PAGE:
But.

After dinner, as he was settled in on the couch, talking back to MSNBC, I got my work light, some lock lubricant, a couple of screwdrivers and a pair of pliers, and went to work on the door. Oh, and a glass of wine.  Lubricant for me, as well as the lock. I got the old set off, took it apart, cleaned and reassembled it.  A few interior screws were loose, and while I can't fix the screw at the bottom of the handle (it's both stripped and corroded, so I can't even remove it), I was able to get the whole thing back together, on the door and functioning.

It's not perfect, but I'm optimistic that we can get another 6 months out of it. And if I was able to temporarily repair and reinstall this lock, I'll easily be able to install the new one.

They call it the Ikea effect, that rush you get from completing a task yourself (albeit sometimes imperfectly), rather than paying an expert to do it for you.  It feels good.

Or maybe that was the wine?

Wednesday, March 21, 2018

Happy Spring

Our new town looks pretty in the snow, a little like Bedford Falls.  Frank Capra-esque charm aside, this is the third snowstorm in less than 3 weeks, and my second snow day in 2 weeks, and yesterday was the first day of spring.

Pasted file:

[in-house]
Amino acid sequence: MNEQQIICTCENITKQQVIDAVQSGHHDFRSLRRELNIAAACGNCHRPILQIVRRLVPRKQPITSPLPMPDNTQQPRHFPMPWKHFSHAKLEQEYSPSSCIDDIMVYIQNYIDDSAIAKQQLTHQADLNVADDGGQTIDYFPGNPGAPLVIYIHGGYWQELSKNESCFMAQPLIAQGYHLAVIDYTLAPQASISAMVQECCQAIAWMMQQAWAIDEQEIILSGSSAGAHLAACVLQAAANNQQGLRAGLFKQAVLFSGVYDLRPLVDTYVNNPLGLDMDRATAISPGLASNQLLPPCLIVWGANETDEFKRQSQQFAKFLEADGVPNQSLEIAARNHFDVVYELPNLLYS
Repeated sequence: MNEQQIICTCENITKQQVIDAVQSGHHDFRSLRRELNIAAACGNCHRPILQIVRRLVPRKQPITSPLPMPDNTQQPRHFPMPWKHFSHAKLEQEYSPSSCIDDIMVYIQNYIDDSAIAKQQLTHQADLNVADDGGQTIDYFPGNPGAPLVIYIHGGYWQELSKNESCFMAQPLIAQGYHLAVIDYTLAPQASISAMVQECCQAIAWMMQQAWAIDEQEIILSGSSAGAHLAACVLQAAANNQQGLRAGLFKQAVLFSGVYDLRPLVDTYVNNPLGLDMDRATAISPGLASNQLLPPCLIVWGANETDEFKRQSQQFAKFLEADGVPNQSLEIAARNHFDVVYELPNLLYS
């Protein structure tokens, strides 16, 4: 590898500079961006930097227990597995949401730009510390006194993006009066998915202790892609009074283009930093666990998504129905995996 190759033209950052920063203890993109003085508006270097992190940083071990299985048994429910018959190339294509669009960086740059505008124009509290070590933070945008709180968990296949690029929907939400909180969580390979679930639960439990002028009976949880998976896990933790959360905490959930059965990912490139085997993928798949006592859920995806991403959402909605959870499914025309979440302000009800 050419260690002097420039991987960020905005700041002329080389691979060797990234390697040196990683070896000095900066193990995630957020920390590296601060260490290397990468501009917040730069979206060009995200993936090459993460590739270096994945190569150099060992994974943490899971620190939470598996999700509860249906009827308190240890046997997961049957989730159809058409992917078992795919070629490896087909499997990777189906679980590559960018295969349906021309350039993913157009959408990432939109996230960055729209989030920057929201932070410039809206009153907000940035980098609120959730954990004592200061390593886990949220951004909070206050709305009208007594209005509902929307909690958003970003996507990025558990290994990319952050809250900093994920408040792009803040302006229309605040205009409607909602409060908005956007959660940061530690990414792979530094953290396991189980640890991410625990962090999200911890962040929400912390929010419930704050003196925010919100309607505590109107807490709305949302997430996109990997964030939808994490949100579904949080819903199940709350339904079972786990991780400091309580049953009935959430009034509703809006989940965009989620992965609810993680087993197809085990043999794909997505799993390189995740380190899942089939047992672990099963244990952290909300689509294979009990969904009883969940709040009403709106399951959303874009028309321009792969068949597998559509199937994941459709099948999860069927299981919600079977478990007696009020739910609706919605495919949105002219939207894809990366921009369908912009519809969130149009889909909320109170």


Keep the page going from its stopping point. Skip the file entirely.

Friday, March 16, 2018

Happy tears

 In the midst of packing to move, I was contacted by a woman who I'd met last summer at a craft show in South Philly.  We'd talked generally at the time about custom bears and she took a card, but that happens at nearly every show and people rarely follow up.

This woman did.

Her daughter is having a baby very soon, and she reached out because she wanted to make a "family bear" for her. 

Every piece of fabric in this bear came from a piece of cherished clothing from one family member or another. 

I met up with her at lunchtime from the office, heard the stories about each piece of clothing, each person, and took the bag home to start her bear.

Trying to get in "maker mode" when I was in the middle of packing wasn't easy, but once I started laying out my pattern pieces, this little guy came together.

A friend stopped by  as I was stringing him together, and she said, hoping not to offend, that my work was beautiful, she wasn't so sure about the bear.  I understood her meaning, but said that the bear would be beautiful to my customer, because of all the people it represented, and that the only part of the piece I could control was my work.